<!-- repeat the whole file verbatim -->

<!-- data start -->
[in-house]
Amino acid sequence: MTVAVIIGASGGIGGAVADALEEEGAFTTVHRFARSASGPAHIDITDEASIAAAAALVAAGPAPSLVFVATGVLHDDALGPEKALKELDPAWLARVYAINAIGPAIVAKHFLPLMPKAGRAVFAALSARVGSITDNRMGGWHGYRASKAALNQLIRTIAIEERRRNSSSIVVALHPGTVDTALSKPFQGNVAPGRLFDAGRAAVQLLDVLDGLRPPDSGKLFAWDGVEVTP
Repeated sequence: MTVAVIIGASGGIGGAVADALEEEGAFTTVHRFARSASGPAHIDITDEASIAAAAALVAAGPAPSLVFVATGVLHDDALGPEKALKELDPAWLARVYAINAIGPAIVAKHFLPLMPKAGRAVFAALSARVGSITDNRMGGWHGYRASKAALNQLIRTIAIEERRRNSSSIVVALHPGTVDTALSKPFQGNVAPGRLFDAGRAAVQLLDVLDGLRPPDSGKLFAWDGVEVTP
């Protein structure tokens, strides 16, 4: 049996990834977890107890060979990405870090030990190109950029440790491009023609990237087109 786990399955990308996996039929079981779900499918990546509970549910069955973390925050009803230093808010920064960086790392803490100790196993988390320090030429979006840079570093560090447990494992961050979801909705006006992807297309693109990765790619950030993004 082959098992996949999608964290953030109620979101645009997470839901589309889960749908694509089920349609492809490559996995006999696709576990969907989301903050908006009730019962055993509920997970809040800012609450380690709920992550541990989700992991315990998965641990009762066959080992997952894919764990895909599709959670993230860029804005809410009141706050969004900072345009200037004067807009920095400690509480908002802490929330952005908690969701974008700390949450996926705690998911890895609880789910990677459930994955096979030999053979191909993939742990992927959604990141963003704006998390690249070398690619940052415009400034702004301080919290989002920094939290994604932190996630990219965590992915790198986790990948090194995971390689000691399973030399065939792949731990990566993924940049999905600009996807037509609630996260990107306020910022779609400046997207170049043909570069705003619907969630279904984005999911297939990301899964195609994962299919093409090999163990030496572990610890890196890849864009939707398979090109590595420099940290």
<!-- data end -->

[in-house]
Amino acid sequence: MTVAVIIGASGGIGGAVADALEEEGAFTTVHRFARSASGPAHIDITDEASIAAAAALVAAGPAPSLVFVATGVLHDDALGPEKALKELDPAWLARVYAINAIGPAIVAKHFLPLMPKAGRAVFAALSARVGSITDNRMGGWHGYRASKAALNQLIRTIAIEERRRNSSSIVVALHPGTVDTALSKPFQGNVAPGRLFDAGRAAVQLLDVLDGLRPPDSGKLFAWDGVEVTP
Repeated sequence: MTVAVIIGASGGIGGAVADALEEEGAFTTVHRFARSASGPAHIDITDEASIAAAAALVAAGPAPSLVFVATGVLHDDALGPEKALKELDPAWLARVYAINAIGPAIVAKHFLPLMPKAGRAVFAALSARVGSITDNRMGGWHGYRASKAALNQLIRTIAIEERRRNSSSIVVALHPGTVDTALSKPFQGNVAPGRLFDAGRAAVQLLDVLDGLRPPDSGKLFAWDGVEVTP
């Protein structure tokens, strides 16, 4: 049996990834977890107890060979990405870090030990190109950029440790491009023609990237087109 786990399955990308996996039929079981779900499918990546509970549910069955973390925050009803230093808010920064960086790392803490100790196993988390320090030429979006840079570093560090447990494992961050979801909705006006992807297309693109990765790619950030993004 082959098992996949999608964290953030109620979101645009997470839901589309889960749908694509089920349609492809490559996995006999696709576990969907989301903050908006009730019962055993509920997970809040800012609450380690709920992550541990989700992991315990998965641990009762066959080992997952894919764990895909599709959670993230860029804005809410009141706050969004900072345009200037004067807009920095400690509480908002802490929330952005908690969701974008700390949450996926705690998911890895609880789910990677459930994955096979030999053979191909993939742990992927959604990141963003704006998390690249070398690619940052415009400034702004301080919290989002920094939290994604932190996630990219965590992915790198986790990948090194995971390689000691399973030399065939792949731990990566993924940049999905600009996807037509609630996260990107306020910022779609400046997207170049043909570069705003619907969630279904984005999911297939990301899964195609994962299919093409090999163990030496572990610890890196890849864009939707398979090109590595420099940290």